This year has felt like a long one. As the nights get longer and the days get shorter, the year feels like it's dragging on and on. But come the 21st of December, the days will go the other way. Spring is coming, and the days will get longer again with it.
We're all hopeful for 2022 to be a better year than the last. But have you ever wondered where the tradition of celebrating the new year came from? Why does the calendar focused on the Sun, and how long the days are? What is the history behind the seasons?
Little do many people know, but the year is split into four segments. First, the Longest Day is the 21st of June, and the shortest is the 21st of December. Then to complement them, the two most equal days of the year, the 21st of March and the 21st of September.
Why these days? What is it about them that's so special? And what preserved floral arrangements best go as druidic gifts for them?
Read on and find out!
The Winter Solstice: The Shortest Day of the Year
The Winter Solstice is a cosmically significant day. It happens when the Earth reaches its most excellent tilt away from the Sun, creating the longest night of the year. Thus, every solstice or Equinox occurs sometime between the 20th and the 22nd of the month. Be it December, June, March or September.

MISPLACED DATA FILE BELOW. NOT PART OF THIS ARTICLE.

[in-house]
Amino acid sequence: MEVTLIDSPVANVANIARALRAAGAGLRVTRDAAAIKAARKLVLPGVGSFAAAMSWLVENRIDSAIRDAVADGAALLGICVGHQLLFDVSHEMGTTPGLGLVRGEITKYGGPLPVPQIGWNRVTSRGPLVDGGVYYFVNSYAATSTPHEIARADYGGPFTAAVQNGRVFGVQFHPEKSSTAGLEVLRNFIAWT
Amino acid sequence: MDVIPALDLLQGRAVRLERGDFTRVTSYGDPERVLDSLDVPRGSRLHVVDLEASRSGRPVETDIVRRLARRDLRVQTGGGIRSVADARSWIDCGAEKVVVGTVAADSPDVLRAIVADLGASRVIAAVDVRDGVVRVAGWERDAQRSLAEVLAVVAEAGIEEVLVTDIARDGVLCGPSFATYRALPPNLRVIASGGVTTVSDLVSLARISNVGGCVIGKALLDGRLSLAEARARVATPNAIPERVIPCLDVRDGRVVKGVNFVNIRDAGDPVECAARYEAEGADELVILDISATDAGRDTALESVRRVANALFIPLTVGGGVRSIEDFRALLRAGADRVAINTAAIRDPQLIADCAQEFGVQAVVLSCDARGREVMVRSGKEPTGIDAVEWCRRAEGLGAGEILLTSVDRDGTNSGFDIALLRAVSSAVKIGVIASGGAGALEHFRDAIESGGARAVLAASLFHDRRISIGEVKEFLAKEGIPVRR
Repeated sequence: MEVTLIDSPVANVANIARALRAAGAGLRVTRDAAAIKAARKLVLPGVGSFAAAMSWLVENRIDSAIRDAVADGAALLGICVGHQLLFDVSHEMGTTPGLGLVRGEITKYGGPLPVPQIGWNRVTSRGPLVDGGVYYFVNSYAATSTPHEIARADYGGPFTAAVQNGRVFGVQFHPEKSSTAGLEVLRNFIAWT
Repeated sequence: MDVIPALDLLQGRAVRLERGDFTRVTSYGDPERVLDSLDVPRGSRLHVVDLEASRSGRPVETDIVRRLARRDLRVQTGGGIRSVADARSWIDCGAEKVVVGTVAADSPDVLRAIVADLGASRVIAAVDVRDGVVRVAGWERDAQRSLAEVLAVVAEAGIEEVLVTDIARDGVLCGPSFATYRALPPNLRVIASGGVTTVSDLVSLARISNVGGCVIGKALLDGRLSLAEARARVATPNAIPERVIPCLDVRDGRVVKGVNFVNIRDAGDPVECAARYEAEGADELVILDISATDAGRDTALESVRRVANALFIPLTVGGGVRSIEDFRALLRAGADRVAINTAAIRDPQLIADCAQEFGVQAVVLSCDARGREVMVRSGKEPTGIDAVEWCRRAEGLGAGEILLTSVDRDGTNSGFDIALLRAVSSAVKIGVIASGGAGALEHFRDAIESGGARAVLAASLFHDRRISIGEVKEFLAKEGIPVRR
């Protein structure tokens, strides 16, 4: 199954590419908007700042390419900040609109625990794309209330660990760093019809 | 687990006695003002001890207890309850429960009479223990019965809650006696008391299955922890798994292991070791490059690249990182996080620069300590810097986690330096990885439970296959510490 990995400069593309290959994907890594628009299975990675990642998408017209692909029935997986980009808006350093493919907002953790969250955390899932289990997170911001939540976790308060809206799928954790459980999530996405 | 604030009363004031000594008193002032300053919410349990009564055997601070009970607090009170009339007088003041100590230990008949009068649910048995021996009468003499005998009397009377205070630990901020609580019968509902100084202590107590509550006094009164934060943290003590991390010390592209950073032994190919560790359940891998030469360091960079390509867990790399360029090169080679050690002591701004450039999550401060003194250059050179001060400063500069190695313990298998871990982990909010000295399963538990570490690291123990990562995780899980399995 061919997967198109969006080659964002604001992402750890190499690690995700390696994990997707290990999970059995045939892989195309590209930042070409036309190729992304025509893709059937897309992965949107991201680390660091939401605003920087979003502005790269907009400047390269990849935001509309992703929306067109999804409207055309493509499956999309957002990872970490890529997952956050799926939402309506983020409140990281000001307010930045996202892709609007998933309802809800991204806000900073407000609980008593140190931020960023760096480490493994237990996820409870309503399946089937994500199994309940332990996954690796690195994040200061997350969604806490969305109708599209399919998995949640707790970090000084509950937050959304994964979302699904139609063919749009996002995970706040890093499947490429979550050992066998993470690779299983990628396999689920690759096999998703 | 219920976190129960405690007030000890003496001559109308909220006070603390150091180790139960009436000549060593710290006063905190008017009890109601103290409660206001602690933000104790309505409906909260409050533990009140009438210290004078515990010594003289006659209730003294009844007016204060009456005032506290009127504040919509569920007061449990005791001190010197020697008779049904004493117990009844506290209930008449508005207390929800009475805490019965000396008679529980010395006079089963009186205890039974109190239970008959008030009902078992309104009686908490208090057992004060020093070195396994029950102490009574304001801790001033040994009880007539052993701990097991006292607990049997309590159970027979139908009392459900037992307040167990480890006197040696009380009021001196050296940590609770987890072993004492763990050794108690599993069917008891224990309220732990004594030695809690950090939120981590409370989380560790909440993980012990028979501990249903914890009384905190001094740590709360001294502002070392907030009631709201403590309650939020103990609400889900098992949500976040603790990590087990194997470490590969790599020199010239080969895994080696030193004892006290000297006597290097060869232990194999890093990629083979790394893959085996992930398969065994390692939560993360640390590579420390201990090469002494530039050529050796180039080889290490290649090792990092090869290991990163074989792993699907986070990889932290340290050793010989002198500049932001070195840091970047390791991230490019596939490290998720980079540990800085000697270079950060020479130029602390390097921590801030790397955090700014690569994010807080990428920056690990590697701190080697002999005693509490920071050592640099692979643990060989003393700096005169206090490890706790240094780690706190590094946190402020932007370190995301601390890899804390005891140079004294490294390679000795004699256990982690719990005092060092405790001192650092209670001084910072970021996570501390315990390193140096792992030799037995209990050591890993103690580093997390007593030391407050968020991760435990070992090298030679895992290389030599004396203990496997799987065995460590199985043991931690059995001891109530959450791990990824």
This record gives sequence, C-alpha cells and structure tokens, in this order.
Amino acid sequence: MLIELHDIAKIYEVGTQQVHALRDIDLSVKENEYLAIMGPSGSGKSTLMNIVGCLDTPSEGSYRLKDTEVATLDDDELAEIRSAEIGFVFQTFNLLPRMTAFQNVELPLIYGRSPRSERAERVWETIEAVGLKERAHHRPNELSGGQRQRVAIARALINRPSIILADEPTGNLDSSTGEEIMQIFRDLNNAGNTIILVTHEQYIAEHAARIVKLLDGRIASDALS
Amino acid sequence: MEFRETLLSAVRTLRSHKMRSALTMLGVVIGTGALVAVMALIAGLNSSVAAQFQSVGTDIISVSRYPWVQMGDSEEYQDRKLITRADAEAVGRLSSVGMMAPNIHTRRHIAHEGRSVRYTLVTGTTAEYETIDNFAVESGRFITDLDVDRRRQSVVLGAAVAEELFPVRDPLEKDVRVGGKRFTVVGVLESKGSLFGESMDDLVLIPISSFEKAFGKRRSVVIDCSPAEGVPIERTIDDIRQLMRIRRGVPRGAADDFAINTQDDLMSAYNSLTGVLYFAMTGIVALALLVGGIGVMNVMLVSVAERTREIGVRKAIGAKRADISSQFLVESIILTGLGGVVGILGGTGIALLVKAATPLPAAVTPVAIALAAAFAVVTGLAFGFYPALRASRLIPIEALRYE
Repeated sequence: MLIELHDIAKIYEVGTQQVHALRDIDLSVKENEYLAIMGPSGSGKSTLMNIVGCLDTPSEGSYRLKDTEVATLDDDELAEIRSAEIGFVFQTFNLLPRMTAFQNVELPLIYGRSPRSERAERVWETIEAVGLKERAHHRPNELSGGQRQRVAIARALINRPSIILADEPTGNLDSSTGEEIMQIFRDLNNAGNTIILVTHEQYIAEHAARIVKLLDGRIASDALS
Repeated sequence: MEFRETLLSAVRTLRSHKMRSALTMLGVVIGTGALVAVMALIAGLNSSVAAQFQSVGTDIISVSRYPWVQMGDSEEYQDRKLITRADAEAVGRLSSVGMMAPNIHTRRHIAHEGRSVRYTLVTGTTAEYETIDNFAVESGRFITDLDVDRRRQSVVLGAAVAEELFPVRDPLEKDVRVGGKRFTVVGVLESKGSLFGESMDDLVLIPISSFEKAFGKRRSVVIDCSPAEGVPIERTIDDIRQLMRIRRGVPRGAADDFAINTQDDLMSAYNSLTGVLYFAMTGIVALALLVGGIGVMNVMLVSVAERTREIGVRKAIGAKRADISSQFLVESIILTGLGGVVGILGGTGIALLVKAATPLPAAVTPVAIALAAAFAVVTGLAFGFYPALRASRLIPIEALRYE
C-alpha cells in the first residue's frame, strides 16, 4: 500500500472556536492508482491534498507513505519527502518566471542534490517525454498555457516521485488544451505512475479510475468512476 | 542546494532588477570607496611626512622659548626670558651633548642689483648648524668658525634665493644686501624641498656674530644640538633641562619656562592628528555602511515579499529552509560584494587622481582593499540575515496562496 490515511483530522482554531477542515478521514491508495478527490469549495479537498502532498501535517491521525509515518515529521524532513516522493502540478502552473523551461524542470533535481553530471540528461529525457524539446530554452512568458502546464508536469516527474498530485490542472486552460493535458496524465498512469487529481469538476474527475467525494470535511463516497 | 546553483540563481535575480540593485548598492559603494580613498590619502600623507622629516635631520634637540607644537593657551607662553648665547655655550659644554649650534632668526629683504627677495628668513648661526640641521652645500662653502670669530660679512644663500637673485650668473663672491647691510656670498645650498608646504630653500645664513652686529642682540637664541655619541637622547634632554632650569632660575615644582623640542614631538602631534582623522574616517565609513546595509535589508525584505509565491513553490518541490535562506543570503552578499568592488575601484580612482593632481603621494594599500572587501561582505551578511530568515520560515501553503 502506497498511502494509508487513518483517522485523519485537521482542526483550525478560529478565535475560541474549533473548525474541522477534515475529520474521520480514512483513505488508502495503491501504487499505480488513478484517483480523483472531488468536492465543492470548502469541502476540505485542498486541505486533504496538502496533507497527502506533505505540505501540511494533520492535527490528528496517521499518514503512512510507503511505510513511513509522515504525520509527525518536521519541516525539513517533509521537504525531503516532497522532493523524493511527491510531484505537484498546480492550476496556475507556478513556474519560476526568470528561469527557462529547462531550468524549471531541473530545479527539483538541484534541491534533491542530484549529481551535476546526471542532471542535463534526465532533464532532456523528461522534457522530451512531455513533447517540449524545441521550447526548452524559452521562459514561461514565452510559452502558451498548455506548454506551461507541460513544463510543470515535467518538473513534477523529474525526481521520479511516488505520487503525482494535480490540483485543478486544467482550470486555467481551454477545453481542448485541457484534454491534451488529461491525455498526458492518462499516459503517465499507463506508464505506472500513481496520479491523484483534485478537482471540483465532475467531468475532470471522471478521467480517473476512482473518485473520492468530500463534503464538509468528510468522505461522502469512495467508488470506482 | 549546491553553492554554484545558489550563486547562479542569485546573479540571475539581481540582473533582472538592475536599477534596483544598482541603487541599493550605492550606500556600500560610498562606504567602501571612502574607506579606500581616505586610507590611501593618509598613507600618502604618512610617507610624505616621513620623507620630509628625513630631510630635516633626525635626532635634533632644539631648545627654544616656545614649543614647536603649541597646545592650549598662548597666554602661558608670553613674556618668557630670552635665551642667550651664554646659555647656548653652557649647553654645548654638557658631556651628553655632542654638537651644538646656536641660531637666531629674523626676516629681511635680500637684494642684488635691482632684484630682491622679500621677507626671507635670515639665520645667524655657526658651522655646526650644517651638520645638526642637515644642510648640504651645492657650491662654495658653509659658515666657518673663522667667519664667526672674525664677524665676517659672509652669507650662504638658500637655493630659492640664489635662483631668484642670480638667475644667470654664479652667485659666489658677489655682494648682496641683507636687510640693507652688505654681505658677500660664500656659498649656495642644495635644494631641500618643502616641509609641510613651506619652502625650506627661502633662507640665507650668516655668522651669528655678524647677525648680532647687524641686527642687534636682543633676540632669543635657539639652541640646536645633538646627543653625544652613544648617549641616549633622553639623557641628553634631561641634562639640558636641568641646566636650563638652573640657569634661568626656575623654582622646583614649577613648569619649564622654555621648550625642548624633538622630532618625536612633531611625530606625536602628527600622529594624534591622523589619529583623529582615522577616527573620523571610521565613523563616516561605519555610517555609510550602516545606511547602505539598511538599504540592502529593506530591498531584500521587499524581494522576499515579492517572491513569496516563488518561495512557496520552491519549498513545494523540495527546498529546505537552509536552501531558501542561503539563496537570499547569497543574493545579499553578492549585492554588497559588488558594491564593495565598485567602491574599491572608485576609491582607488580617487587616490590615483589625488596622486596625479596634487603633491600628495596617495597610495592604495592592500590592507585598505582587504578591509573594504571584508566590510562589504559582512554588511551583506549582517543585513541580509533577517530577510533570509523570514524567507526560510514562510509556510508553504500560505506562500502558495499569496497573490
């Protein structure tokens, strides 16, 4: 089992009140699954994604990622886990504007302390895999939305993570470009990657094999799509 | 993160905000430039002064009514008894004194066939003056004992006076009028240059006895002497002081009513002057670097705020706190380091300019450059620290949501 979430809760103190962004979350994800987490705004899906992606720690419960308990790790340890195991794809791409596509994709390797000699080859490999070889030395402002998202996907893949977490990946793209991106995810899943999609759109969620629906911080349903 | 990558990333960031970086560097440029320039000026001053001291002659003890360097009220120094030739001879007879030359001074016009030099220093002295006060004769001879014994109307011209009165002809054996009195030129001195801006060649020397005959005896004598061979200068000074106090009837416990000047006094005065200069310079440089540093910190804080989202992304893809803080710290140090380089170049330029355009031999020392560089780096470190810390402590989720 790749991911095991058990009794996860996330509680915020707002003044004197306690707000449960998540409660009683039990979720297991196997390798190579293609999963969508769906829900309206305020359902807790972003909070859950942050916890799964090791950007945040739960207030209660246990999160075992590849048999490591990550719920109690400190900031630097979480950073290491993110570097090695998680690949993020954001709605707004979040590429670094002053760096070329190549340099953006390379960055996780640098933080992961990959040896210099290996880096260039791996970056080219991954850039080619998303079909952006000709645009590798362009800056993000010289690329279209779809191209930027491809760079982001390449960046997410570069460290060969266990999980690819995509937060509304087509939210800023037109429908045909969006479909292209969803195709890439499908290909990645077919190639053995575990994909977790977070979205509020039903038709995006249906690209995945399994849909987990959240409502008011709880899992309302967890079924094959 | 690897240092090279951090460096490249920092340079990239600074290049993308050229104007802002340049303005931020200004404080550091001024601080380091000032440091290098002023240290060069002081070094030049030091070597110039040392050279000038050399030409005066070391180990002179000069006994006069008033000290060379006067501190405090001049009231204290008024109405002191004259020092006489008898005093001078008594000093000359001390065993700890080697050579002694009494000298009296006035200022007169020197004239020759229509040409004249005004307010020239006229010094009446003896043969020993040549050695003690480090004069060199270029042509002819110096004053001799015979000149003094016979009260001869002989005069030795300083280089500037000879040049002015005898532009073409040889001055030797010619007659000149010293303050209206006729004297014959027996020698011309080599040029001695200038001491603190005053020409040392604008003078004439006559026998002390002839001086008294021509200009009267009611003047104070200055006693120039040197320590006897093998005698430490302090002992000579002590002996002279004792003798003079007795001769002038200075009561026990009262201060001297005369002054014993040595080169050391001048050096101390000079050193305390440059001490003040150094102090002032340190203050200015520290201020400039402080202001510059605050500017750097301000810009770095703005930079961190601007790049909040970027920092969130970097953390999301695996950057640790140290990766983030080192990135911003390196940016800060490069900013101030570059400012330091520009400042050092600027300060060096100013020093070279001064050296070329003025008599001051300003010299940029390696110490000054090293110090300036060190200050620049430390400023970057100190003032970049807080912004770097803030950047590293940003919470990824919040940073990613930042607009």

That means that the Winter solstice was in June in the southern hemisphere! That is because the Earth has tilted 23.5 degrees away from the Sun. So, the amount of sunlight the world receives varies dramatically. Depending on the side of the planet you're on and the time of year.
This day has often been auspicious to many ancient and classical cultures. For example, in the Han dynasty, which lasted between 206 BCE-220 CE, the day was Dongzhi. That translates to mean the arrival of winter, and to this day is a time of celebration. Many use it to visit their ancestral tombs or visit family like at the Christmas time. In Japan, the day is called Toshiba and involves pumpkin eating!
The solstice has a druidic origin in the western world. For many cultures, it was symbolic of the death and rebirth of the Sun. In addition, many societies had farming and agriculture at their centre. So the Sun, the time of year, and worshipping nature correctly, all were important!
The theory is that Stonehenge and similar monuments like it are solar calendars. They would mark the coming and going of the winter and summer solstices. German and Scandinavian pagans also referred to the time as "yule", theorised to be a sun god festival.